Mr Choe was executed after he “expressed discomfort against the young leader’s forestation policy”, South Korea’s Yonhap news agency reports.
Close to 70 officials have been killed under Kim Jong-un’s rule, Yonhap says.
South Korea’s unification ministry said it was “closely monitoring the possibility of any changes in Choe’s circumstances”.
Choe Yong-gon was deputy minister of construction and building material industries, and had represented North Korea in trade talks in Seoul in the mid-2000s.
7. China devalues yuan for second day running.
China has devalued its currency for a second consecutive day leaving financial analysts stunned.
The devaluation stripped another half a cent from the Australian dollar, which was down to 72.6 US cents at 3:46pm (AEST) on Wednesday reports the ABC.
“Markets are taking fright at the recent move in the [yuan]. They are afraid that it signals concern about the Chinese economy,” Mark Evans, a fund manager at THS Partners told The Wall Street Journal.
8. Rich kid sets fire to his $400,000 Ferrari.
The 20-year-old son of a Swiss millionaire has set fire to his $400,000 Ferrari cause he wanted a new one.
The car was one of 15 the 20-year old owned.
According to Swiss media outlet 20 Minutes the millionaire had been refused a new car by his father – he was advised by a Ferrari salesman that because his current Ferrari wouldn’t cover the costs of the new one, he should just destroy it and get the insurance company to pay it off.
A court heard that he paid three men to set fire to the car while he went to a massage parlour. But the arson was caught on CCTV and the millionaire was tracked down and arrested.
He received 22-months probation, and a measly $44,000 fine.
9. Parenthood is worse than divorce, unemployment or even the death of a partner.
Here’s something to mull over while you do the school run – a study published in the journal Demography has shown that on average, the effect of a new baby on a person’s life in the first year is devastatingly bad — worse than divorce, worse than unemployment and worse even than the death of a partner.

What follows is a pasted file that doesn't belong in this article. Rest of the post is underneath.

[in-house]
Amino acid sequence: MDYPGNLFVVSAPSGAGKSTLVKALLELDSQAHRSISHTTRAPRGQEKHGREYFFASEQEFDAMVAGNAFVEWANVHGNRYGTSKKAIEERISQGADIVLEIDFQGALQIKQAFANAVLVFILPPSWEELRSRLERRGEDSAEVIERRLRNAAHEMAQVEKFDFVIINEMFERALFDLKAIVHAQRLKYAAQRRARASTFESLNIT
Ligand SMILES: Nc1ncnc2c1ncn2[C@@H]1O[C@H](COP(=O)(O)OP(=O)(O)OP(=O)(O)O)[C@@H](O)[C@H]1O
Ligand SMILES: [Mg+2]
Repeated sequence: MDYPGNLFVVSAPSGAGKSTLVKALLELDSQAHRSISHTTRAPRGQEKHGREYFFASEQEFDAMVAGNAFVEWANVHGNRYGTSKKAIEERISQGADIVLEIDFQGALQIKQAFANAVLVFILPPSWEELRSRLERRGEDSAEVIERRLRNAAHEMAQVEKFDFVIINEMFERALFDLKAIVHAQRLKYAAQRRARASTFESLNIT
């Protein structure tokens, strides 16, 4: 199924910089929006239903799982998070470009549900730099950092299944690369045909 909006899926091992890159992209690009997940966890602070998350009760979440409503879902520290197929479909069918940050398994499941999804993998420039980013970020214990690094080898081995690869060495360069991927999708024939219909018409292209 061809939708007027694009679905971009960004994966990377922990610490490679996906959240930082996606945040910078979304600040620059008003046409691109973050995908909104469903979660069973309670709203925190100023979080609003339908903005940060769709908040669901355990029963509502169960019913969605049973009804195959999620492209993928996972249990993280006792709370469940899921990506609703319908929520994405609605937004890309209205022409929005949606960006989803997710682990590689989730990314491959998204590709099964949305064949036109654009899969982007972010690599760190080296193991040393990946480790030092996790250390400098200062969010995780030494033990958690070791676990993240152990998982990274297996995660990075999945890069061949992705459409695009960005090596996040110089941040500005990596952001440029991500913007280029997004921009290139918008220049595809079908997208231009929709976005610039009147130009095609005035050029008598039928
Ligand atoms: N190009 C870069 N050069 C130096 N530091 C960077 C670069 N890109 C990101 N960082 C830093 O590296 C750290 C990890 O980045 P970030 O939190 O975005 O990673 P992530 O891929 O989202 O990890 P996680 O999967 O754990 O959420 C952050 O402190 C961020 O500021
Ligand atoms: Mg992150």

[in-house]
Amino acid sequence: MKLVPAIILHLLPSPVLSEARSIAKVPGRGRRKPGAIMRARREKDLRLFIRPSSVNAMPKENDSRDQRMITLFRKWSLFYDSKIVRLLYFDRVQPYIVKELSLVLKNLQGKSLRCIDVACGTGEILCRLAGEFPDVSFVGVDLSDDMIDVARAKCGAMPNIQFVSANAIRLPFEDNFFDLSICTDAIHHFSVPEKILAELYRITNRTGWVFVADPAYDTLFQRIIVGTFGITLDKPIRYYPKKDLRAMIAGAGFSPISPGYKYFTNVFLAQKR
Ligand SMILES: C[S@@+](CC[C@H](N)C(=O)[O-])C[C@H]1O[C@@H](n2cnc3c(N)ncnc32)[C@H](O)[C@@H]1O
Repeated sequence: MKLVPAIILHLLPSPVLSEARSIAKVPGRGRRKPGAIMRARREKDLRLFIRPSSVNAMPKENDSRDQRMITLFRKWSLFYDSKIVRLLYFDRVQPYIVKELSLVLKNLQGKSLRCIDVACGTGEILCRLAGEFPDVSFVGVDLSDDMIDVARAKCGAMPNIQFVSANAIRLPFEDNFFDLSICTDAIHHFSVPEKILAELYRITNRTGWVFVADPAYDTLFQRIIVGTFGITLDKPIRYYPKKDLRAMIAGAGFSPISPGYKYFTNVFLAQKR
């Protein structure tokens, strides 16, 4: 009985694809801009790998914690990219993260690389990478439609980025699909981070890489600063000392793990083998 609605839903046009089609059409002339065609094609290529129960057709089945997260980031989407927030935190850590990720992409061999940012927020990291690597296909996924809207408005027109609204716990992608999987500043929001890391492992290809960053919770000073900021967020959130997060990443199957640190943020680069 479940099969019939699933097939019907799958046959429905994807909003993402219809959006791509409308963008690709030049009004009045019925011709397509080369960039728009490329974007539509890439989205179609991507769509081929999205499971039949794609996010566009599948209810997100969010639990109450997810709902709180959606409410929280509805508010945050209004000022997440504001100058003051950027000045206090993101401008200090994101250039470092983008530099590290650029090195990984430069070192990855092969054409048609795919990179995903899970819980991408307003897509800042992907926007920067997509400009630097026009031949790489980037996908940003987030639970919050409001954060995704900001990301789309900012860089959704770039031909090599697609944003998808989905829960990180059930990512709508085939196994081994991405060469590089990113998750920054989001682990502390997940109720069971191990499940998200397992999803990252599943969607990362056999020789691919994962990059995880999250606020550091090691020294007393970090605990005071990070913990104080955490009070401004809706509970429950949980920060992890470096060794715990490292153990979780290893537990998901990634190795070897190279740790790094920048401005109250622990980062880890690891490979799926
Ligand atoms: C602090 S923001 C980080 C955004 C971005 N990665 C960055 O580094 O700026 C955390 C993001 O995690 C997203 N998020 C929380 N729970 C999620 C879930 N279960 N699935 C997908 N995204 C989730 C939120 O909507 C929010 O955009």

Researchers followed 2,016 Germans who were childless at the time the study began until at least two years after the birth of their first child. They phrased the questions they asked them so the parents would not have to directly say their life sucked “because it is considered taboo for new parents to say negative things about a new child,” they wrote.
Margolis, a sociology researcher at the University of Western Ontario, found that most couples in the study started out happy when they set out to have their first child.
In the year prior to the birth, their life satisfaction ticked up even more – and especially during pregnancy – all that excitement about having a baby.
But after birth things went downhill. 30 percent remained at about the same state of happiness or better once they had the baby. The rest said their happiness decreased during the first and second year after the birth.
Of those new mothers and fathers whose happiness went down, 37 percent (742) reported a one-unit drop, 19 percent (383) a two-unit drop and 17 percent (341) a three-unit drop.
Which is the worst of the worst.
Other studies have shown that divorce is the equivalent of a 0.6 “happiness unit” drop; unemployment – a one-unit drop; and the death of a partner a one-unit drop.
10. Having a C-Section could affect a baby’s brain development.
Researchers at York University in Canada have found that having a baby by caesarean section may affect at least one form of a baby’s ability to concentrate.
Dr Scott Adler, and Dr Audrey Wong-Kee-You, who led the research which is published in the journal Attention, Perception, and Psychophysics, compared the spatial attention of babies delivered vaginally with those born via caesarean.
By studying three-month old babies they found that a caesarean delivery slows a baby’s spatial attention.
Dr Scott Adler said: “The results suggests that birth experience influences the initial state of brain functioning and should, consequently, be considered in our understanding of brain development.”
Audrey Wong-Key-You said: “The findings add a potential psychological implication to the roster of impacts that caesarean section delivery might have.”
11. Girl leaves hospital after hanging from playground equipment.
Good news: The little girl who was found hanging unconscious from the monkey bars of a NSW playground has been discharged from hospital.
The Sydney Morning Herald reports the girl was in a critical condition when she was found hanging from the Kidz Klub Playland centre equipoment in Jamisontown on Friday morning.
A police spokesman said the girl ‘s scarf somehow became wrapped around the equipment, choking her as she was playing.
A WorkCover inspector visited the site on the day, according to the The Penrith City Gazette.
“We are still making preliminary enquiries,” WorkCover’s spokeswoman told the newspaper.